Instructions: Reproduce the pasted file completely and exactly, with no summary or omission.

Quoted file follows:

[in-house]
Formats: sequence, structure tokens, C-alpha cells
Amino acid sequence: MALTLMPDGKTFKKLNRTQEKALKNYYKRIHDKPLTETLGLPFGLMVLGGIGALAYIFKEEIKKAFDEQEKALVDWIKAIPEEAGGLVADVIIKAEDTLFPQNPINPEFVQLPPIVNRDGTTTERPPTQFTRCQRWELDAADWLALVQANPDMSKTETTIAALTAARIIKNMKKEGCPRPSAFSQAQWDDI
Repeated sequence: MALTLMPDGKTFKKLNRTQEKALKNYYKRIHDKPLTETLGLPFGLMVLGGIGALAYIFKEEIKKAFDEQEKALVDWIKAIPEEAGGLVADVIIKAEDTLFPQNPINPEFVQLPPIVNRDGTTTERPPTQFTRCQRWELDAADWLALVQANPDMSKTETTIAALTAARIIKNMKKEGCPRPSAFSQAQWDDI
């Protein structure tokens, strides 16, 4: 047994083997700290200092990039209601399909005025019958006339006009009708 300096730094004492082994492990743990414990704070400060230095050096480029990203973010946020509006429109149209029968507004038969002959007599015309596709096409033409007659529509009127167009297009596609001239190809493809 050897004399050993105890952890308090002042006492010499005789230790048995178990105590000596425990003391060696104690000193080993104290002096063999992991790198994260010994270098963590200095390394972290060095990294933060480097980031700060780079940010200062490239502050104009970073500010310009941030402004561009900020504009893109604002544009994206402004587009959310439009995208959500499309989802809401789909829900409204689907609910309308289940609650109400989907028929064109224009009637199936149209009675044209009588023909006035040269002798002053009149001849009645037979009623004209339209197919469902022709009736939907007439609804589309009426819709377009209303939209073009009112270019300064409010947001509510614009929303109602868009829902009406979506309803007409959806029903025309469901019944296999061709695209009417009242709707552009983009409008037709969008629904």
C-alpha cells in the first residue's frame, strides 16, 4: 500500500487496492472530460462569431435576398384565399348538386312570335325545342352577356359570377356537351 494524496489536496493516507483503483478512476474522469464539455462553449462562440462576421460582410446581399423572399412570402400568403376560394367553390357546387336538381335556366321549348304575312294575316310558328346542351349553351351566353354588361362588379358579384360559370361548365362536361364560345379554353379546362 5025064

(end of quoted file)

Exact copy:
[in-house]
Formats: sequence, structure tokens, C-alpha cells
Amino acid sequence: MALTLMPDGKTFKKLNRTQEKALKNYYKRIHDKPLTETLGLPFGLMVLGGIGALAYIFKEEIKKAFDEQEKALVDWIKAIPEEAGGLVADVIIKAEDTLFPQNPINPEFVQLPPIVNRDGTTTERPPTQFTRCQRWELDAADWLALVQANPDMSKTETTIAALTAARIIKNMKKEGCPRPSAFSQAQWDDI
Repeated sequence: MALTLMPDGKTFKKLNRTQEKALKNYYKRIHDKPLTETLGLPFGLMVLGGIGALAYIFKEEIKKAFDEQEKALVDWIKAIPEEAGGLVADVIIKAEDTLFPQNPINPEFVQLPPIVNRDGTTTERPPTQFTRCQRWELDAADWLALVQANPDMSKTETTIAALTAARIIKNMKKEGCPRPSAFSQAQWDDI
């Protein structure tokens, strides 16, 4: 047994083997700290200092990039209601399909005025019958006339006009009708 300096730094004492082994492990743990414990704070400060230095050096480029990203973010946020509006429109149209029968507004038969002959007599015309596709096409033409007659529509009127167009297009596609001239190809493809 050897004399050993105890952890308090002042006492010499005789230790048995178990105590000596425990003391060696104690000193080993104290002096063999992991790198994260010994270098963590200095390394972290060095990294933060480097980031700060780079940010200062490239502050104009970073500010310009941030402004561009900020504009893109604002544009994206402004587009959310439009995208959500499309989802809401789909829900409204689907609910309308289940609650109400989907028929064109224009009637199936149209009675044209009588023909006035040269002798002053009149001849009645037979009623004209339209197919469902022709009736939907007439609804589309009426819709377009209303939209073009009112270019300064409010947001509510614009929303109602868009829902009406979506309803007409959806029903025309469901019944296999061709695209009417009242709707552009983009409008037709969008629904």
C-alpha cells in the first residue's frame, strides 16, 4: 500500500487496492472530460462569431435576398384565399348538386312570335325545342352577356359570377356537351 494524496489536496493516507483503483478512476474522469464539455462553449462562440462576421460582410446581399423572399412570402400568403376560394367553390357546387336538381335556366321549348304575312294575316310558328346542351349553351351566353354588361362588379358579384360559370361548365362536361364560345379554353379546362 5025064